Boy, 14, charged as adult in hammer attack on grandmother

The 14-year-old boy who Baltimore police say confessed to beating his grandmother with a hammer has been charged as an adult with attempted first-degree murder, according to court records.

At his bail review Friday morning, Hassanhii Garrett sat in the front row wearing a teal school shirt with his hands shackled behind him. At 5 feet 3 inches tall, he could pass for a boy several years younger.

When a judge read the charges against him, a detainee in his 60s who was sitting behind the boy looked at him and shook his head in disbelief. The boy, a ninth-grader with no previous contacts with the criminal justice system, stared at the ground and did not react throughout the hearing.

He told police that he repeatedly struck his 66-year-old grandmother, Shirley Garrett, in the head with a hammer after he became angry at her while getting ready for school. He called 911, and police responding to the home in the 800 block of E. 34th St. found her face-down on the floor in a pool of blood.

Police said Friday afternoon that she was in critical condition.

The details of the crime contrast sharply with the cozy Waverly community where the family lived. The home is down the block from an elementary school, across from a recreational center where children were running and playing, and next to the former Memorial Stadium site, which has been remade with a playground. A 2005 Sun article included a photo showing Garrett, then a third-grader, addressing officials and reporters at the groundbreaking for the playground.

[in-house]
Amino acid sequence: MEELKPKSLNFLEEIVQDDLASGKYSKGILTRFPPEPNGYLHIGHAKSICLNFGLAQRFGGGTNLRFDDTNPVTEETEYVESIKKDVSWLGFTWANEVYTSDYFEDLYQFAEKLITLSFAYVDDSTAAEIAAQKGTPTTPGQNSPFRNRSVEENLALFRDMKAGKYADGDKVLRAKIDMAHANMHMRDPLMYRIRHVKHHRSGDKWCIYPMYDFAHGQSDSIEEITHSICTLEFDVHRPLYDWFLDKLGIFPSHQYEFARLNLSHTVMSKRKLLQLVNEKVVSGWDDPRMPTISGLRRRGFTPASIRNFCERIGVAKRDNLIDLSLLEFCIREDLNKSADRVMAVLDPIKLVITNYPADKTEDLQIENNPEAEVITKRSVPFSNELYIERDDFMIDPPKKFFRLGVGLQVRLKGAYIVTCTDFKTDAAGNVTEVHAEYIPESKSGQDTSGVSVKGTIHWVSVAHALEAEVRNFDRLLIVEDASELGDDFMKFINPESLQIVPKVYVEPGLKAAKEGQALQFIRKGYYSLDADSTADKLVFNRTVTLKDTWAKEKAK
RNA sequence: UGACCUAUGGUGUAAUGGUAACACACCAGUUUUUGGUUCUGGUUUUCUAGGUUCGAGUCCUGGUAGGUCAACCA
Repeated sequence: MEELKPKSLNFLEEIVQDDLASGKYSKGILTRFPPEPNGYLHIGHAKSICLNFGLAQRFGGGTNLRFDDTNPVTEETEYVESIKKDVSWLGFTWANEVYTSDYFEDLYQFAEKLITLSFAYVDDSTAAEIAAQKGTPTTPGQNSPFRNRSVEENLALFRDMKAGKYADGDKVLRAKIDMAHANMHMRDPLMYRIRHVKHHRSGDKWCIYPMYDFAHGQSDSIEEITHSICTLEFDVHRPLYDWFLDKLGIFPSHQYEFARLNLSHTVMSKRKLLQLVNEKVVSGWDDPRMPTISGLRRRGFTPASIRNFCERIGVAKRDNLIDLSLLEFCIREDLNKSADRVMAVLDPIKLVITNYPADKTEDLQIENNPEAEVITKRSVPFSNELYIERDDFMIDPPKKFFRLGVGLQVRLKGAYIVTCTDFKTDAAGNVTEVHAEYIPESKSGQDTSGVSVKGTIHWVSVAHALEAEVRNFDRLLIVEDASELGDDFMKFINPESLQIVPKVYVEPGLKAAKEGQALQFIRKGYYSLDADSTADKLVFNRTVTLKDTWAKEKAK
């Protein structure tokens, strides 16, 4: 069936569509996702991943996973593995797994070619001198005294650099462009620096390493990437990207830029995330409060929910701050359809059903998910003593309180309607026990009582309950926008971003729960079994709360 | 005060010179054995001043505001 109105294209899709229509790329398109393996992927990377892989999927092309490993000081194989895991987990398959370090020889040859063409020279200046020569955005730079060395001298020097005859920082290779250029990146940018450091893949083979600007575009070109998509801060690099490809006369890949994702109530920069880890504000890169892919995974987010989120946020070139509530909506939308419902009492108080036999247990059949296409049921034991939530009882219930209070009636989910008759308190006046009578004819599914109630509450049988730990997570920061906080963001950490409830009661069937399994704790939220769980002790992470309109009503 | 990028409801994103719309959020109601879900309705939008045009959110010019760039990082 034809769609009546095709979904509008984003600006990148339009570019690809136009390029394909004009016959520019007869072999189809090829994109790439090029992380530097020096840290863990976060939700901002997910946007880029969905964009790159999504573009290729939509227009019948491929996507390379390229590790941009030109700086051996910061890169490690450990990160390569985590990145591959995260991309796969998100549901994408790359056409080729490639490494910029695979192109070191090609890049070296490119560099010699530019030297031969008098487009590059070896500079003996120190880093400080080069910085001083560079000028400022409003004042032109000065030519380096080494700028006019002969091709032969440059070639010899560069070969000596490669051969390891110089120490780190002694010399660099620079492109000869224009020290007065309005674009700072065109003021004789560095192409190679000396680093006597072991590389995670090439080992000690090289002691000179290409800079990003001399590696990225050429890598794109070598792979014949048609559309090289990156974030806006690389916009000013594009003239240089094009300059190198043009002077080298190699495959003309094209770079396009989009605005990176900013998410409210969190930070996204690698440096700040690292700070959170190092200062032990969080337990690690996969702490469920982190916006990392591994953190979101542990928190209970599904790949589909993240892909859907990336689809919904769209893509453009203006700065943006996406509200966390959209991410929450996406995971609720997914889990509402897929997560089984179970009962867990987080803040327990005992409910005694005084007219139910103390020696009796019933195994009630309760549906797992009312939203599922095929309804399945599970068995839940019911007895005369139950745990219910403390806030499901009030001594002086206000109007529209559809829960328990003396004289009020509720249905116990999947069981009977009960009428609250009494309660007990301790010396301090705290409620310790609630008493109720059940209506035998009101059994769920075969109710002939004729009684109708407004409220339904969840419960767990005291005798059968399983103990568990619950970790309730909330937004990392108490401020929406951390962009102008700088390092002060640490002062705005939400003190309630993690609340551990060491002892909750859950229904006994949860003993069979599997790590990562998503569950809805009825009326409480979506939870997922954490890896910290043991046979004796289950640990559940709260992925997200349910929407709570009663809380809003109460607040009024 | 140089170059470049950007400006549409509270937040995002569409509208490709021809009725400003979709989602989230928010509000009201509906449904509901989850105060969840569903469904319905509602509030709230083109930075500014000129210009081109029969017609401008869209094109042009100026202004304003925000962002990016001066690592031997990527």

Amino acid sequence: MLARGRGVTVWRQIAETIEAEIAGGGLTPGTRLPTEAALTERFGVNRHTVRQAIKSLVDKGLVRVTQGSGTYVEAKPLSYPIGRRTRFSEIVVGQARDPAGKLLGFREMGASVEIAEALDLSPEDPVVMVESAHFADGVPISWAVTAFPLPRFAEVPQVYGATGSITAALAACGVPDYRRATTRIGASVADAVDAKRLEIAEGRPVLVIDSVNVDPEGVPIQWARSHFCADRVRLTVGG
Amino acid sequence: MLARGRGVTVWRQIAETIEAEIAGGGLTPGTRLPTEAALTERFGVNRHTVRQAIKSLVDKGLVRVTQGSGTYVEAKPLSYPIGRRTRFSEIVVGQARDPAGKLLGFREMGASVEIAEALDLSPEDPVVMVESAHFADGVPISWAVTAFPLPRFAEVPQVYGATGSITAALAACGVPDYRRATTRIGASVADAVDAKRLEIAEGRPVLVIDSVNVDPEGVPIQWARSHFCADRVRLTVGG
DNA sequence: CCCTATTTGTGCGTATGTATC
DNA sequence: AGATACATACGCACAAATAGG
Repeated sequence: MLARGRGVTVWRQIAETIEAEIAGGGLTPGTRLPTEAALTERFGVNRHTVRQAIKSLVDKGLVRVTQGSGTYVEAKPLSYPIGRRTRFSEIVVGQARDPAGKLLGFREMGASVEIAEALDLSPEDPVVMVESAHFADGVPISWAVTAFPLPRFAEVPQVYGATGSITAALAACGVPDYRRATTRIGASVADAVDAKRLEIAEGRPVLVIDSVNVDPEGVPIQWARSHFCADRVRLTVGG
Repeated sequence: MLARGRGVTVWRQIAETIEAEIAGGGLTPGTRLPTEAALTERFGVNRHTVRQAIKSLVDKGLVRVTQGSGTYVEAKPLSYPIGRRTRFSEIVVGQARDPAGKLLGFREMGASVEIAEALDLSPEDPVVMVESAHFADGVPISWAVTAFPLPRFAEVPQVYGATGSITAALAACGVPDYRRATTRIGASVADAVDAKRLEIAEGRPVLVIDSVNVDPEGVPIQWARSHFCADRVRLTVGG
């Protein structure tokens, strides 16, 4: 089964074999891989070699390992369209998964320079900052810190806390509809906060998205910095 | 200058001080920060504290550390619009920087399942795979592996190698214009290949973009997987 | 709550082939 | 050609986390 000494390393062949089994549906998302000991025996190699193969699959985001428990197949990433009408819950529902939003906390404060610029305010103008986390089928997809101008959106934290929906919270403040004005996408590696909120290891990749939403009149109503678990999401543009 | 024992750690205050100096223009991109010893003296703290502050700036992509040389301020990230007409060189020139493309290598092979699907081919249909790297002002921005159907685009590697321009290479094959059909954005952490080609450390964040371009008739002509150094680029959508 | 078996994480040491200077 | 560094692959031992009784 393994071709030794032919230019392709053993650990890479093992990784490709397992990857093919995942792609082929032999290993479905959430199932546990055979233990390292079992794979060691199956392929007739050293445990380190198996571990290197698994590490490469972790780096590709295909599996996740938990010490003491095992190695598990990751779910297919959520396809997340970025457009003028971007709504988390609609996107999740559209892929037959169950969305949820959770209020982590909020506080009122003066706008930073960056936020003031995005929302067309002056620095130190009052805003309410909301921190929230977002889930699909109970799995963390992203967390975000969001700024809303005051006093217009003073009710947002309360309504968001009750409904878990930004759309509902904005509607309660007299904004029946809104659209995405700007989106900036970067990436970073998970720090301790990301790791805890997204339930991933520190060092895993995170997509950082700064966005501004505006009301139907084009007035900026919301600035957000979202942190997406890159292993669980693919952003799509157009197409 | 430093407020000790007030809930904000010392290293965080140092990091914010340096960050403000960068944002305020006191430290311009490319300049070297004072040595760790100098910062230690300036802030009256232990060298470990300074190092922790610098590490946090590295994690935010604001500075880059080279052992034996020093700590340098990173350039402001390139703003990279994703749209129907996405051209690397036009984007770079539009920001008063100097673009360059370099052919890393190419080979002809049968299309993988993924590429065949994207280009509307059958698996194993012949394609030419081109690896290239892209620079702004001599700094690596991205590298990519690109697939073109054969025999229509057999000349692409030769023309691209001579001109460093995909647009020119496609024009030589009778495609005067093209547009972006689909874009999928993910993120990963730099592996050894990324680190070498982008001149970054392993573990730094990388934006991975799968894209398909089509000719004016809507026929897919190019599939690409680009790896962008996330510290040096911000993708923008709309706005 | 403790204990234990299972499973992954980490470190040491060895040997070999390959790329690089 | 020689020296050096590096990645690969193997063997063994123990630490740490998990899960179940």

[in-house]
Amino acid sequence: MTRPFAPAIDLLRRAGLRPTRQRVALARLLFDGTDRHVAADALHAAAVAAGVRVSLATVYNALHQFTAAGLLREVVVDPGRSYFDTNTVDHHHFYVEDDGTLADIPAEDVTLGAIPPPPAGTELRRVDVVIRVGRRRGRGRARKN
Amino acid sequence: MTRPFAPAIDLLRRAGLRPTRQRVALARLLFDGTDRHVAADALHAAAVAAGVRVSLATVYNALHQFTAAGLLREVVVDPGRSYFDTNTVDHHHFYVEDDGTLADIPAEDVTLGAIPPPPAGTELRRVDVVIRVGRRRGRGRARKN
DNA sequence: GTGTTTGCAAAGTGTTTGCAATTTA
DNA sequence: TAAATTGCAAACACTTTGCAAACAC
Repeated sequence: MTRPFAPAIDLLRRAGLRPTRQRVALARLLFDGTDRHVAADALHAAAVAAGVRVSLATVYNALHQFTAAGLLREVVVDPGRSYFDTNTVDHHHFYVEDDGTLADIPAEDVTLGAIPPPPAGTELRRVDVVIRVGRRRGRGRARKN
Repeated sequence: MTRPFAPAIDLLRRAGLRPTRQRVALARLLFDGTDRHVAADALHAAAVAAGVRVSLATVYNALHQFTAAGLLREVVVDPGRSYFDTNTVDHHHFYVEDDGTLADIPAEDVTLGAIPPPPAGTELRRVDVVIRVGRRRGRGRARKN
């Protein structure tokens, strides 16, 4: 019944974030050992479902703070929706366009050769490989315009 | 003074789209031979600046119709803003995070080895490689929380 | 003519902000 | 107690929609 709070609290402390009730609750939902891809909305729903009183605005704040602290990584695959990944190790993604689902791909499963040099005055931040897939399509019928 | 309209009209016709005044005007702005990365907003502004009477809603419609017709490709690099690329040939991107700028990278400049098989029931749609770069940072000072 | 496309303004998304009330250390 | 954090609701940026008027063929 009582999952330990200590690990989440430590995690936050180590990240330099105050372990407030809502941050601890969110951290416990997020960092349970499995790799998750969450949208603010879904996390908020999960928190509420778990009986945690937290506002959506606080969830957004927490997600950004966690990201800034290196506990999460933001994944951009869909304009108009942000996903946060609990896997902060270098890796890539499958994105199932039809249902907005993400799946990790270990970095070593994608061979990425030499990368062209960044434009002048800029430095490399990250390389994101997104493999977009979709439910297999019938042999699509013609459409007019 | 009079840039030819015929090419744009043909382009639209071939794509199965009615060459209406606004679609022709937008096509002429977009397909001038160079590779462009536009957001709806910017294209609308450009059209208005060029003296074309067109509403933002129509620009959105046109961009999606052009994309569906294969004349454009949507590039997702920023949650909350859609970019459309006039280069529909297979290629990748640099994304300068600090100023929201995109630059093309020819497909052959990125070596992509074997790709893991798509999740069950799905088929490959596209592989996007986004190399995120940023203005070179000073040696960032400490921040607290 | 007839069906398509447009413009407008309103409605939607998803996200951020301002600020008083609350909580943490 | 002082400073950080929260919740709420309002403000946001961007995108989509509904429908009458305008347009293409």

No one answered the door at his home, and a neighbor declined to comment.

Officers responding to the scene early Thursday found a white sheet stained with blood and a hammer on the floor. Blood was spattered on the floor, walls and furniture in the room, and in the hallway between the bedroom and the bathroom.

"There were obvious signs of a struggle throughout the victim's bedroom," officers wrote in charging documents.

In an interview with detectives at the Juvenile Justice Center, the boy told police that he was eating breakfast when he became angry over the way his grandmother had been treating him, records show. He said he retrieved a hammer and struck her in the head while she was sleeping.

He said she tried to get away after being hit twice, then fell face-first into a mirror in the bedroom and onto the floor, according to records. He said he then hit her with a closed fist four times.

He called 911 "one to three minutes" later, records show.

Garrett, who will turn 15 in October, was charged Friday with attempted first-degree murder, attempted second-degree murder, first- and second-degree assault, reckless endangerment and having a dangerous weapon with intent to injure.

At the bail review hearing, the boy looked at the floor and nervously tapped his right leg. At times, he closed his eyes and kept them shut for minutes at a time. He stood up when the judge asked the "three gentlemen on the bench" to rise.

A public defender could be overheard at a bench conference saying the boy got A's and B's in school and may have an undiagnosed psychiatric condition. He requested a suicide evaluation, saying he was concerned "about his stability."

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